Kitka vocalists pay tribute to Ukraine in ‘Wintersongs’  

The women in Kitka bring their annual holiday concert to churches across Northern California in December. (Courtesy Vincent Louis Carrella)

For the singers of Kitka, the music of Ukraine isn’t new. The Bay Area’s nine-woman vocal ensemble has been steeped in the country’s musical traditions for years.

But that music has taken on special resonance this year, as the award-winning group prepares its annual “Wintersongs” holiday concert. Russia’s war on Ukraine, says Kitka Executive Director Shira Cion, has inspired a program that feels especially urgent right now.

Titled “Shchedy Vechir” – a common refrain from Ukrainian songs that translates to “A Generous Evening” – the concert features sacred and secular music the women of Kitka have mastered in multiple visits to the region. Works from Eastern European ethnic and spiritual traditions complete the program, scheduled for six performances running Dec. 9-18 at churches in Belvedere, Sacramento, Menlo Park, Oakland and San Francisco.

Cion says the concert is structured to mirror the way Ukrainians mark the holiday season.

“There are songs for blessings at the feast tables, songs for carolers who go from house to house and bestow blessings.”

It also reflects a close relationship developed over years. “Ukraine is a very special place for Kitka,” she said. “We traveled there in 2005 and 2009, and we met so many wonderful women there: singers who are keepers of those songs and traditions, and who have inspired us and become our mentors.”

Cion originally trained as an oboist and English horn player, but over the years, she says, “I veered from the traditional Western canon,” moving toward world music, Indian, gamelan and South African works. Vocal music became a specialty, inspired by leading composer-vocalists such as Joan La Barbara and Meredith Monk. From there, she says, “it was on to music of Bulgaria, Macedonia, Croatia, Armenia,” and other traditions. She joined Kitka in 1988 and became the group’s executive director in 1997.

Kitka’s roots date back to 1979, when a group of Bay Area singers came together and began collaborating. Since then, the award-winning ensemble has commissioned and premiered an impressive list of recordings and performances. “Winter Songs,” which the group has recorded and featured on numerous tours, remains one of its most admired projects; Cion is also proud of “The Rusalka Cycle,” launched in 2005. In 2009, the group toured the work to Ukraine, Poland and Germany.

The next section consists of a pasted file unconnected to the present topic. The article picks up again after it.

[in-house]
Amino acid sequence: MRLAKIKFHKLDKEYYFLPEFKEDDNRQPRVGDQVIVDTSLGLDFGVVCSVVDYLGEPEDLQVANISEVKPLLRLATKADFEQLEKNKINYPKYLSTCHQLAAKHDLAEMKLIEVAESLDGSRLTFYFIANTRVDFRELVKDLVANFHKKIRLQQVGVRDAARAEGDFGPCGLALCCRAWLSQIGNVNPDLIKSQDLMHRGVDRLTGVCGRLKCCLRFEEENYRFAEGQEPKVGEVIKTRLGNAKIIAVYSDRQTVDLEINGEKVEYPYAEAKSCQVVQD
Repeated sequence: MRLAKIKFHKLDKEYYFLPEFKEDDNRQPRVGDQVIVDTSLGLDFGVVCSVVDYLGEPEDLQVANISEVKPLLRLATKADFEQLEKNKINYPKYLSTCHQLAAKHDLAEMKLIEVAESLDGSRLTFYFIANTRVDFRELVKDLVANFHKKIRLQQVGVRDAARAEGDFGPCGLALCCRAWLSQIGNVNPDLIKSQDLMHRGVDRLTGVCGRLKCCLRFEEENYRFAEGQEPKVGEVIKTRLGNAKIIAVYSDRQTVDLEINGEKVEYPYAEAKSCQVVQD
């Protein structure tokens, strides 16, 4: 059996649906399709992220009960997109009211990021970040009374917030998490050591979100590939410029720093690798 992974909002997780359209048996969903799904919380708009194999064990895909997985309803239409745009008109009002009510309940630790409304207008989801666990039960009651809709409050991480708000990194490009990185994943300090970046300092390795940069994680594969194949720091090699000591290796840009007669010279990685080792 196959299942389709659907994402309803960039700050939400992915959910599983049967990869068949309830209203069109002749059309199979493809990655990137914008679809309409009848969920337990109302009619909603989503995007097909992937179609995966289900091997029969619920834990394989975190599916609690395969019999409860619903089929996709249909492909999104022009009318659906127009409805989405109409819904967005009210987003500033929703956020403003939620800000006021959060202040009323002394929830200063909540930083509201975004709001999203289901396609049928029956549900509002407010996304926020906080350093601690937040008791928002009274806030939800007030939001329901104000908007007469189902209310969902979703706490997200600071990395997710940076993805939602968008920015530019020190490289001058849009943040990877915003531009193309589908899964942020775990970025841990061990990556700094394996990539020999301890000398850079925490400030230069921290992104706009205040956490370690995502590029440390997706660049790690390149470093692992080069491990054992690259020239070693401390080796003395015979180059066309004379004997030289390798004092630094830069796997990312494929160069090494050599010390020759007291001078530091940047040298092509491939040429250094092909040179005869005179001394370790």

Under Cion’s direction, Kitka has also done remarkable work in Bay Area theater: singing as the Greek chorus in the American Conservatory Theater’s “Hecuba,” starring Olympia Dukakis, and the folk opera “Iron Shoes” at Berkeley’s Shotgun Players.

Along with performing holiday concerts, Kitka singers are working on a new vocal-theater piece slated to open in February. (Courtesy Velvy Appleton)

In addition to this month’s holiday program, the women of Kitka are currently working on another special project: “Baba,” a new vocal-theater piece by Slovenian director, composer, and conductor Karmina Šilec. The group recently finished the work in a development residency at Berkeley Repertory Theatre; its premiere production is scheduled to open in February at San Francisco’s Z Space.

Yet for Cion and company, a primary focus over the last two years has been the disastrous war in Ukraine.

Many of the women they’ve collaborated with are now struggling under Russia’s relentless attacks on the country and, more recently, on Poland.

“It’s heartbreaking,” she said, adding that one of Kitka’s mentors, Ukrainian folk song master Inna Kovtun, was forced to flee the country. “She had to leave her husband in Ukraine – anyone who can fight has to stay behind,” she said. Kovtun is currently living in Oregon, and “we’re helping her start a new career here, offering Ukrainian folk workshops over Zoom, to a worldwide community.”

So if this year’s concert is a celebration for the holidays, it’s also a plea for a country under siege; the group hopes to raise awareness, as well as funds, for aid to Ukraine.

Making those contributions to Ukraine’s war relief will remain a significant part of Kitka’s work, and Cion says that’s how it should be.

“I think it gives our friends in Ukraine hope and confidence that Ukraine will prevail, and eventually be rebuilt,” she said. “Their resilience is deeply inspiring to us.”

Kitka presents “Shchedy Vechir” at 8 p.m. Dec. 9 in Belvedere, 8 p.m. Dec. 10 in Sacramento, 4 p.m. Dec. 11 in Menlo Park, 8 p.m. Dec. 16-17 in Oakland and 4 p.m. Dec. 18 in San Francisco; tickets are $25-$50. The group also hosts a free virtual Community Sing at 11 a.m. Dec. 3. Visit for details.

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